EREA Youth+ Townsville Flexible Learning Centre

22-26 Ingham Road, West End, Queensland, 4810

Established in 2006, Townsville Flexible Learning Centre (TFLC) is one of 14 sites operated by Youth+, an initiative of Edmund Rice Education Australia (EREA). TFLC provides a place and an opportunity for young people to re-engage in education in a suitable, flexible learning environment. Students have usually experienced complex educational, social, developmental, psychological, health, legal or familial situations and have been disenfranchised by mainstream education. TFLC provides for students of diverse backgrounds and both genders, with particular sensitivity to Indigenous culture and socioeconomic disadvantage. In 2012, 107 students were enrolled at TFLC.

How this program works

TFLC-photo1-300x224TFLC aims to provide educational experiences that enable personal and community liberation by developing relationships and skills that meet young people’s needs and empower them to participate fully in the community, in and out of school. TFLC responds to the needs of students by building honest and authentic relationships with young people and their families, supporting and celebrating the uniqueness and dignity of each young person. Young people are encouraged to understand and be guided by four common ground principles that emphasise democratic relationships rather than rules: respect, participation, being safe and legal, and honesty.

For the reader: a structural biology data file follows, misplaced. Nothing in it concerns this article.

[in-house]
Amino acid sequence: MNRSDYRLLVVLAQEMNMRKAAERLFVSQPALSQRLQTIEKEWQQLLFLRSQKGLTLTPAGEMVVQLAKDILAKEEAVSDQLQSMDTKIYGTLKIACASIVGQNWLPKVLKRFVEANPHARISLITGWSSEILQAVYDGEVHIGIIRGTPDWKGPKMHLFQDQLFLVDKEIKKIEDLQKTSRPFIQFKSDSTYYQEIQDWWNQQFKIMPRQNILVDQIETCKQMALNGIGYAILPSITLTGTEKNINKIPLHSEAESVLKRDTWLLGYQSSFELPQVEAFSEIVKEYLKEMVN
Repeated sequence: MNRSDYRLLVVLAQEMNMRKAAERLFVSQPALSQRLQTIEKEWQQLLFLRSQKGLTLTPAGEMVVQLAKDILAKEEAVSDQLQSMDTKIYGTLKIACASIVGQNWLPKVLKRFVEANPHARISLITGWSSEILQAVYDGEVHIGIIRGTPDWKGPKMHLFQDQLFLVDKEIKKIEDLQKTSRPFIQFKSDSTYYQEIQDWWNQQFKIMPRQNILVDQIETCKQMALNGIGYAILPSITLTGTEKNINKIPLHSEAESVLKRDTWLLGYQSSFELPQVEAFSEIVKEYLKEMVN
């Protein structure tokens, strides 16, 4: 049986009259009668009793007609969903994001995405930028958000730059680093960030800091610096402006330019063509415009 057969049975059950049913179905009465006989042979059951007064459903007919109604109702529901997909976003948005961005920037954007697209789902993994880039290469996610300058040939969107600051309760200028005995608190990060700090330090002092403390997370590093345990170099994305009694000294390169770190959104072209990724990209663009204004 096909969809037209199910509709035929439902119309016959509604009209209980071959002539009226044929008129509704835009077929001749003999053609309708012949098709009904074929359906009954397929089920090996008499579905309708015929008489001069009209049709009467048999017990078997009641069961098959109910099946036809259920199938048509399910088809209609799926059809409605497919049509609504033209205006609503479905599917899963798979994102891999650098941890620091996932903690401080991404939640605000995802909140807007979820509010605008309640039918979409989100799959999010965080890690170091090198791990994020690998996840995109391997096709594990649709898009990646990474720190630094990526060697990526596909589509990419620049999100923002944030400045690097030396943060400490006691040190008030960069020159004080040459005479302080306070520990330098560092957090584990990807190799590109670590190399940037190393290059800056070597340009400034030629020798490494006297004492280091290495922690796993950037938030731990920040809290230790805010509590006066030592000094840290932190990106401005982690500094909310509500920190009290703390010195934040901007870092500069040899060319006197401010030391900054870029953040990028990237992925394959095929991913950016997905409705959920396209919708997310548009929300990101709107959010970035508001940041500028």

All students undertake a Personal Learning Plan that relates to their life experience and responds holistically to their learning needs including: literacy, numeracy and relevant life skills, promoting confidence, enjoyment of healthy, fulfilling lives and responsible citizenship. TFLC Junior curriculum (Year 8-10) is based on the Key Learning Areas of the Queensland curriculum. Senior students (Year 11-12) undertake nationally accredited Certificate I-III vocational courses, the Queensland Certificate of Education (QCE) or Queensland Certificate of Individual Achievement (QCIA). Electives and project-based learning include Flexi-Farm, Music, Sport, Fishing, Gym, Woodwork, Fibreglassing, Film and Photography, Cooking, Barista, Art, Outdoor Education and Cultural Activities. All students are encouraged to engage in camps, outdoor activities and work experience as appropriate. The program operates Monday to Friday between 9.30 and 2.30. Each day begins with breakfast made in the school café, followed by a meeting of all staff and students. The courtyard gathering is also used throughout the day for organising activities, sharing lunch, celebrations and reflective problem-solving. Students’ learning and wellbeing are supported through pastoral care, community groups, chaplaincy and interagency work. Staff act as mentors and advocates, providing guidance to resources to support students to achieve their goals, recognise their potential and acquire an optimistic view of their future.

Outcomes

TFLC-photo2-300x219Positive outcomes, indicating the success of this program, include: student re-engagement with and commitment to education, strong relationships, sense of belonging and community engagement:

Individual student achievements: Graduates describe personal success in completing Year 12, obtaining employment, stable housing and relationships and continuing studies at TAFE.